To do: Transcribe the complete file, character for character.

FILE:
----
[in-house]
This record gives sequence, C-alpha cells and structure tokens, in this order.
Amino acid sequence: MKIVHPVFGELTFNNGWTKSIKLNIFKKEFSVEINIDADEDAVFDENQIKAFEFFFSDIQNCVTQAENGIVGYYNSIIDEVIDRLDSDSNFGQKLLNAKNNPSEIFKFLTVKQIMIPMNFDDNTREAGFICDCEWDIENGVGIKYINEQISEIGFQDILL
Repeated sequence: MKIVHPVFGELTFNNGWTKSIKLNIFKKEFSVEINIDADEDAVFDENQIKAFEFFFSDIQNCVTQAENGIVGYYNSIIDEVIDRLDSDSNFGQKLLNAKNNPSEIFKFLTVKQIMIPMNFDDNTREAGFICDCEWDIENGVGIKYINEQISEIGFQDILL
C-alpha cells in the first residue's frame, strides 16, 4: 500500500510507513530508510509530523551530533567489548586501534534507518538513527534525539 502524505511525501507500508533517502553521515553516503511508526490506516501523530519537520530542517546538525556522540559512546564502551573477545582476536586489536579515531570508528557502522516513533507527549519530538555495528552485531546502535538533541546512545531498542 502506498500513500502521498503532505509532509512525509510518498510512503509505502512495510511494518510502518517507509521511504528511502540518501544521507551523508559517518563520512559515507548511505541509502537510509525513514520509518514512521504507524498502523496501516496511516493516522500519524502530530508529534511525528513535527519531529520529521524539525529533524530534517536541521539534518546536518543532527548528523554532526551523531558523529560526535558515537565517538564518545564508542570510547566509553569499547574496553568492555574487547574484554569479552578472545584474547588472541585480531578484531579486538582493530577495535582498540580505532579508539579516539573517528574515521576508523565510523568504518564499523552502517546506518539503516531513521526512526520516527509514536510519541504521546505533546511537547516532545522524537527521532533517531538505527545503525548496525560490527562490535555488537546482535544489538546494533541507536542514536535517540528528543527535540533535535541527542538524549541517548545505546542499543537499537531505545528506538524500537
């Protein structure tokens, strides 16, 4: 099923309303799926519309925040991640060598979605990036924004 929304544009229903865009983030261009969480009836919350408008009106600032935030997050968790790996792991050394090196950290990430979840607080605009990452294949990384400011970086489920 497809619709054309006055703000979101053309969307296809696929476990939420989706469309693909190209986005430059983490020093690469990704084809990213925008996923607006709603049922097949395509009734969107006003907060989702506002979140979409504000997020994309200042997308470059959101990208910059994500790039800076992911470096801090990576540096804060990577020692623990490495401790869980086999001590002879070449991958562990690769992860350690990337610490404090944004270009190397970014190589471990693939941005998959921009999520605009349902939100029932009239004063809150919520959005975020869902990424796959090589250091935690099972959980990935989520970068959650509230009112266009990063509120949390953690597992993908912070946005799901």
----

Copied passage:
[in-house]
This record gives sequence, C-alpha cells and structure tokens, in this order.
Amino acid sequence: MKIVHPVFGELTFNNGWTKSIKLNIFKKEFSVEINIDADEDAVFDENQIKAFEFFFSDIQNCVTQAENGIVGYYNSIIDEVIDRLDSDSNFGQKLLNAKNNPSEIFKFLTVKQIMIPMNFDDNTREAGFICDCEWDIENGVGIKYINEQISEIGFQDILL
Repeated sequence: MKIVHPVFGELTFNNGWTKSIKLNIFKKEFSVEINIDADEDAVFDENQIKAFEFFFSDIQNCVTQAENGIVGYYNSIIDEVIDRLDSDSNFGQKLLNAKNNPSEIFKFLTVKQIMIPMNFDDNTREAGFICDCEWDIENGVGIKYINEQISEIGFQDILL
C-alpha cells in the first residue's frame, strides 16, 4: 500500500510507513530508510509530523551530533567489548586501534534507518538513527534525539 502524505511525501507500508533517502553521515553516503511508526490506516501523530519537520530542517546538525556522540559512546564502551573477545582476536586489536579515531570508528557502522516513533507527549519530538555495528552485531546502535538533541546512545531498542 502506498500513500502521498503532505509532509512525509510518498510512503509505502512495510511494518510502518517507509521511504528511502540518501544521507551523508559517518563520512559515507548511505541509502537510509525513514520509518514512521504507524498502523496501516496511516493516522500519524502530530508529534511525528513535527519531529520529521524539525529533524530534517536541521539534518546536518543532527548528523554532526551523531558523529560526535558515537565517538564518545564508542570510547566509553569499547574496553568492555574487547574484554569479552578472545584474547588472541585480531578484531579486538582493530577495535582498540580505532579508539579516539573517528574515521576508523565510523568504518564499523552502517546506518539503516531513521526512526520516527509514536510519541504521546505533546511537547516532545522524537527521532533517531538505527545503525548496525560490527562490535555488537546482535544489538546494533541507536542514536535517540528528543527535540533535535541527542538524549541517548545505546542499543537499537531505545528506538524500537
């Protein structure tokens, strides 16, 4: 099923309303799926519309925040991640060598979605990036924004 929304544009229903865009983030261009969480009836919350408008009106600032935030997050968790790996792991050394090196950290990430979840607080605009990452294949990384400011970086489920 497809619709054309006055703000979101053309969307296809696929476990939420989706469309693909190209986005430059983490020093690469990704084809990213925008996923607006709603049922097949395509009734969107006003907060989702506002979140979409504000997020994309200042997308470059959101990208910059994500790039800076992911470096801090990576540096804060990577020692623990490495401790869980086999001590002879070449991958562990690769992860350690990337610490404090944004270009190397970014190589471990693939941005998959921009999520605009349902939100029932009239004063809150919520959005975020869902990424796959090589250091935690099972959980990935989520970068959650509230009112266009990063509120949390953690597992993908912070946005799901």